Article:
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IAsyncOperation<TResult> interface

Represents an asynchronous operation, which returns a result upon completion. This is the return type for many Windows Runtime asynchronous methods that have results but don't report progress.


public interface IAsyncOperation<TResult> : IAsyncInfo

Type parameters


The type of the result.


The IAsyncOperation interface has these types of members:


The IAsyncOperation interface has these methods. It also inherits methods from the Object class.

GetResults Returns the results of the operation.



The IAsyncOperation interface has these properties.

PropertyAccess typeDescription


Read/writeGets or sets the method that handles the operation completed notification.



IAsyncOperation<TResult> is the return type for many Windows Runtime asynchronous methods that have a result upon completion, but don't report progress. This constitutes over 650 different Windows Runtime APIs. APIs that do report progress (and have a result) use another interface, IAsyncOperationWithProgress<TResult,TProgress>.

When you use methods that return IAsyncOperation<TResult> (with a TResult specific constraint) in your app code, you usually don't access the IAsyncOperation return value directly. That's because you almost always use the language-specific awaitable syntax. In this case, the apparent return value of the method is the type provided as the TResult parameter. For more info, see Asynchronous programming, or one of the language-specific guides to Windows Runtime asynchronous programming (Call asynchronous APIs in C# or Visual Basic, C++, JavaScript).

It's not common to use IAsyncOperation<TResult> directly even if you don't use a language-specific awaitable syntax. Each of the languages has extension points that are generally easier to use than the Windows Runtime interface. JavaScript has WinJS.Promise, and the then/done syntax. .NET has the AsTask extension method, and once the IAsyncOperation<TResult> is converted to a Task<TResult>, it's easier to get the result, cancel, get notification on completion, and so on. For C++/CX, you can wrap the calls using the Concurrency runtime (and use create_task). In other words, IAsyncOperation<TResult> can be considered runtime-level infrastructure, which each of the languages use as a framework to support awaitable syntax or asynchronous programming models in their own way.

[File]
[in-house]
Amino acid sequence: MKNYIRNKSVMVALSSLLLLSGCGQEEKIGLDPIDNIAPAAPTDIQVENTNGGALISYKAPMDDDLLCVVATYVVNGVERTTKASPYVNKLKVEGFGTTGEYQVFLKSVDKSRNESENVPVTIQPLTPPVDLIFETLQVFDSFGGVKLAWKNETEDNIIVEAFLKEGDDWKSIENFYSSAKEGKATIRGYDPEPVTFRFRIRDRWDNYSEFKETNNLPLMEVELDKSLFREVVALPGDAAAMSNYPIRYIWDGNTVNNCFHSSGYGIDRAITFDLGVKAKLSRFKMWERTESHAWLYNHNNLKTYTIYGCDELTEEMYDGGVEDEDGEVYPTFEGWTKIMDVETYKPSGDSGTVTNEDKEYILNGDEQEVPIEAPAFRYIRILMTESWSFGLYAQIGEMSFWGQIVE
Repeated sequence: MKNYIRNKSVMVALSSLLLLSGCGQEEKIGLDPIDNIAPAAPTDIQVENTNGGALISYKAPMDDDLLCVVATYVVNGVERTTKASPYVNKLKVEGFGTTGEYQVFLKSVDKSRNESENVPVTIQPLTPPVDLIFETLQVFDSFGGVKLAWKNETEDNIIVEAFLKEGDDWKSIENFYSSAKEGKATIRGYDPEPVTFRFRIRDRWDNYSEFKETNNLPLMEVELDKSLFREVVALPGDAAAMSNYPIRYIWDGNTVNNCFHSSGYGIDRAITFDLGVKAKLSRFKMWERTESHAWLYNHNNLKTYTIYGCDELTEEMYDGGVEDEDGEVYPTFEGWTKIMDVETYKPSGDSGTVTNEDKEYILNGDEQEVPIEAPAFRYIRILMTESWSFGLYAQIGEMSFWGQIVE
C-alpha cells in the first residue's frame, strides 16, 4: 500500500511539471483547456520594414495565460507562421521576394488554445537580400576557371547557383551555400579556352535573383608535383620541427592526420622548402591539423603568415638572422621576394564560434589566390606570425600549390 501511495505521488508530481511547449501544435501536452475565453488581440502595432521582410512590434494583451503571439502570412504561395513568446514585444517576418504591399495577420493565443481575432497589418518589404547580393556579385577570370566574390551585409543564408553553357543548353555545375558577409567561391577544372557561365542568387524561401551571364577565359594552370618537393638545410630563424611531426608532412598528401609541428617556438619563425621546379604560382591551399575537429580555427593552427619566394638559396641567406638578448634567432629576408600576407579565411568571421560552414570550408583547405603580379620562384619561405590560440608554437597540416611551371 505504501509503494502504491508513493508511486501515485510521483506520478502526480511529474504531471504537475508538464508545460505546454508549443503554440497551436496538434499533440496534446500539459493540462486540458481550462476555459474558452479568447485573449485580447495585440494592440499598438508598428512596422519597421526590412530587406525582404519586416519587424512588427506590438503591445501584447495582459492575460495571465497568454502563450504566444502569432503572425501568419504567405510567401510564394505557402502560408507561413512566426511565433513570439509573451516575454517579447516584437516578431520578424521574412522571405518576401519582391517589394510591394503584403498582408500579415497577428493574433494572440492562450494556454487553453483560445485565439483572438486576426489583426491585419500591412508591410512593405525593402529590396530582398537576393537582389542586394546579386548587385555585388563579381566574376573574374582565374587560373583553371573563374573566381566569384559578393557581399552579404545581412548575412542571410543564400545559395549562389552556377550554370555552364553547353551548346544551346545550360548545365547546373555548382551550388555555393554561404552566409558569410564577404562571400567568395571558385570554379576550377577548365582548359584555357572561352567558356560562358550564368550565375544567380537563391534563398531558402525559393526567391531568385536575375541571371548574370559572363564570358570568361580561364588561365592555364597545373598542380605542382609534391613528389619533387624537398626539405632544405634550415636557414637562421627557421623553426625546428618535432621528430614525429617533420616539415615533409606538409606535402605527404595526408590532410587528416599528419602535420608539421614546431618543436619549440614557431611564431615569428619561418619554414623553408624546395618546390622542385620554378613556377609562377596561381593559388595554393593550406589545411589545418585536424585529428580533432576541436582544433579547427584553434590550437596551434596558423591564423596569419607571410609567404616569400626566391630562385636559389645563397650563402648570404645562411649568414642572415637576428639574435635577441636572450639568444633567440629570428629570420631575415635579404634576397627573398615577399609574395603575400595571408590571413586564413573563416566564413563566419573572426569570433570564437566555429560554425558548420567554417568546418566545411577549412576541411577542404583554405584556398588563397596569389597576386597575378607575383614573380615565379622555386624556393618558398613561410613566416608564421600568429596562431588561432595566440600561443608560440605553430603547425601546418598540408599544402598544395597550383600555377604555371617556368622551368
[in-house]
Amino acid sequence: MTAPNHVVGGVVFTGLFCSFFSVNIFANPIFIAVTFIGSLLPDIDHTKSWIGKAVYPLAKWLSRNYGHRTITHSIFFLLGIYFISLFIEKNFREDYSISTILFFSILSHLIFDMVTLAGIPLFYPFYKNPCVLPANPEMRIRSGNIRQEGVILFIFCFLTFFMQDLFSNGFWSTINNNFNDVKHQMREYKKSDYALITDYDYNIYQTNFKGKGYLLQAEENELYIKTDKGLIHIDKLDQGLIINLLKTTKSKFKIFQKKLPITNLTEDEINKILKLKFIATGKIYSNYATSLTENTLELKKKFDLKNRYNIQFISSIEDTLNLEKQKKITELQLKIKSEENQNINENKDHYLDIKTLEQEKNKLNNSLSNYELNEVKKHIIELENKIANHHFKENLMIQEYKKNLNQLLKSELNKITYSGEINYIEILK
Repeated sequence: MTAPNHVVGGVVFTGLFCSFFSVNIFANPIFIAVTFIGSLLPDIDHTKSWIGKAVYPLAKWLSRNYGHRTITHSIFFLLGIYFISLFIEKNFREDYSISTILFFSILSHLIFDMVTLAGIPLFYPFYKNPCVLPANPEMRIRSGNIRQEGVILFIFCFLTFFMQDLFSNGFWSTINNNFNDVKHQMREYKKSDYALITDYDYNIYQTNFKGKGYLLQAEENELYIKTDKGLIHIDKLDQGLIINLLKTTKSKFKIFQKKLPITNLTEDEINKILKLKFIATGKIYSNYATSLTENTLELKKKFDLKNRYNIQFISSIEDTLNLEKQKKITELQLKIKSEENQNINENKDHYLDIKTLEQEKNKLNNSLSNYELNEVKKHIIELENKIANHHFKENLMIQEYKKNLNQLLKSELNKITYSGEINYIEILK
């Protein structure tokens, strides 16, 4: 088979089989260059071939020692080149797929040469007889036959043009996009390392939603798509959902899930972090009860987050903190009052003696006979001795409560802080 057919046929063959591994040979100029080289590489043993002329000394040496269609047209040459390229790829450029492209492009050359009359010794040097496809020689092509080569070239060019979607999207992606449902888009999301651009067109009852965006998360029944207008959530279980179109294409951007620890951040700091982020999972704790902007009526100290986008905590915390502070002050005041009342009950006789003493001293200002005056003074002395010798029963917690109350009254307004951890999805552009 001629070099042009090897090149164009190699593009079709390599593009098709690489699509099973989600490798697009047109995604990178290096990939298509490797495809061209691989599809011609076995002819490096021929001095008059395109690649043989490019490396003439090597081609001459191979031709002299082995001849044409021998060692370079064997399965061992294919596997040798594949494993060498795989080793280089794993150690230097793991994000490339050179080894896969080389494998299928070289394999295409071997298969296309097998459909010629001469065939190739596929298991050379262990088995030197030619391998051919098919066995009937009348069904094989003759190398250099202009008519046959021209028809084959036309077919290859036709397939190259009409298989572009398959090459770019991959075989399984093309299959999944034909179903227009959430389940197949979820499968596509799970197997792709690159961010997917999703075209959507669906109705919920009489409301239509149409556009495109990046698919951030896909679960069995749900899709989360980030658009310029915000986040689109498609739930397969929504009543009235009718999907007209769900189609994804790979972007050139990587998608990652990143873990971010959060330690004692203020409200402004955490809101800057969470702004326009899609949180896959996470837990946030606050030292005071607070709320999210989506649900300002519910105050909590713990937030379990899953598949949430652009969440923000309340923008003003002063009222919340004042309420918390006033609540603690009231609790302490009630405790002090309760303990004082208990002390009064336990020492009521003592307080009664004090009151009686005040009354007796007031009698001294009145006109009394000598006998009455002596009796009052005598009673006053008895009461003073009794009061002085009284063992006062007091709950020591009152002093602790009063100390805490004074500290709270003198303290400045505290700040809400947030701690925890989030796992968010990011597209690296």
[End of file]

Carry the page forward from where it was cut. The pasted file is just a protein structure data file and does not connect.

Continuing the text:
Instead of using IAsyncOperation<TResult>, some Windows Runtime asynchronous methods use custom operation types. For example, DataReaderLoadOperation is a Windows Runtime type that implements IAsyncOperation using uint as the result type. The DataReaderLoadOperation type is then used as the custom operation/result type for the DataReader.LoadAsync method.

Interface inheritance

IAsyncOperation<TResult> inherits IAsyncInfo. Types that implement IAsyncOperation<TResult> also implement the interface members of IAsyncInfo:

Notes to implementers

As with calling the existing methods, there are language-specific ways to define asynchronous methods that don't use IAsyncOperation<TResult> directly. If writing code using .NET, your method can return a Task<TResult>. For C++/CX, you can use the Concurrency runtime. However, if you're defining a Windows Runtime component, you can use Task/task internally but you must return one of the Windows Runtime interfaces for your public methods. The language-specific asynchronous support types (and many other language-specific types you might conventionally use in code) can't be used for the public surface area of a Windows Runtime component.

Requirements (Windows 10 device family)

Device family


API contract

Windows.Foundation.FoundationContract, introduced version 1.0


Windows::Foundation [C++]



Requirements (Windows 8.x and Windows Phone 8.x)

Minimum supported client

Windows 8

Minimum supported server

Windows Server 2012

Minimum supported phone

Windows Phone 8


Windows::Foundation [C++]





See also

Task<TResult> (.NET)
Asynchronous programming



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